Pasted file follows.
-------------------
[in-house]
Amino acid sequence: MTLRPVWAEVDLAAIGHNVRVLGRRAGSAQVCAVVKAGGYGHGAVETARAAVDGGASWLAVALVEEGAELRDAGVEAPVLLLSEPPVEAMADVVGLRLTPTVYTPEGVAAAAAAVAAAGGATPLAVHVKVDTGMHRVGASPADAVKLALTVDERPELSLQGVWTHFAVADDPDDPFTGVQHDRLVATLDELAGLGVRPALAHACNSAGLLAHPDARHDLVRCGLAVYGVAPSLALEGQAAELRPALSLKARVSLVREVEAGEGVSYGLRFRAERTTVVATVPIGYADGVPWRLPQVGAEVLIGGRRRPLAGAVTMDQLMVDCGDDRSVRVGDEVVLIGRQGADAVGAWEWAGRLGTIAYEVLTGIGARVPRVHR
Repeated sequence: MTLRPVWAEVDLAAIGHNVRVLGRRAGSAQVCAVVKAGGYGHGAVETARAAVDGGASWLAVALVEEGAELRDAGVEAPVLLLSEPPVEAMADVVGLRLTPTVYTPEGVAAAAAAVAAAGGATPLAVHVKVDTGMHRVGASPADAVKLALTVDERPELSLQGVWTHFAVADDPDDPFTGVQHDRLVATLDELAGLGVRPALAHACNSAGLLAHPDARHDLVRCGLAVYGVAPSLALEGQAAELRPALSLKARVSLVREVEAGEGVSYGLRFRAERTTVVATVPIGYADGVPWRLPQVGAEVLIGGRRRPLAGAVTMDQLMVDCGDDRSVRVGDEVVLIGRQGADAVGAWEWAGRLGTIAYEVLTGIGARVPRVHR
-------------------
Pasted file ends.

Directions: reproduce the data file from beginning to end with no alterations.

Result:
[in-house]
Amino acid sequence: MTLRPVWAEVDLAAIGHNVRVLGRRAGSAQVCAVVKAGGYGHGAVETARAAVDGGASWLAVALVEEGAELRDAGVEAPVLLLSEPPVEAMADVVGLRLTPTVYTPEGVAAAAAAVAAAGGATPLAVHVKVDTGMHRVGASPADAVKLALTVDERPELSLQGVWTHFAVADDPDDPFTGVQHDRLVATLDELAGLGVRPALAHACNSAGLLAHPDARHDLVRCGLAVYGVAPSLALEGQAAELRPALSLKARVSLVREVEAGEGVSYGLRFRAERTTVVATVPIGYADGVPWRLPQVGAEVLIGGRRRPLAGAVTMDQLMVDCGDDRSVRVGDEVVLIGRQGADAVGAWEWAGRLGTIAYEVLTGIGARVPRVHR
Repeated sequence: MTLRPVWAEVDLAAIGHNVRVLGRRAGSAQVCAVVKAGGYGHGAVETARAAVDGGASWLAVALVEEGAELRDAGVEAPVLLLSEPPVEAMADVVGLRLTPTVYTPEGVAAAAAAVAAAGGATPLAVHVKVDTGMHRVGASPADAVKLALTVDERPELSLQGVWTHFAVADDPDDPFTGVQHDRLVATLDELAGLGVRPALAHACNSAGLLAHPDARHDLVRCGLAVYGVAPSLALEGQAAELRPALSLKARVSLVREVEAGEGVSYGLRFRAERTTVVATVPIGYADGVPWRLPQVGAEVLIGGRRRPLAGAVTMDQLMVDCGDDRSVRVGDEVVLIGRQGADAVGAWEWAGRLGTIAYEVLTGIGARVPRVHR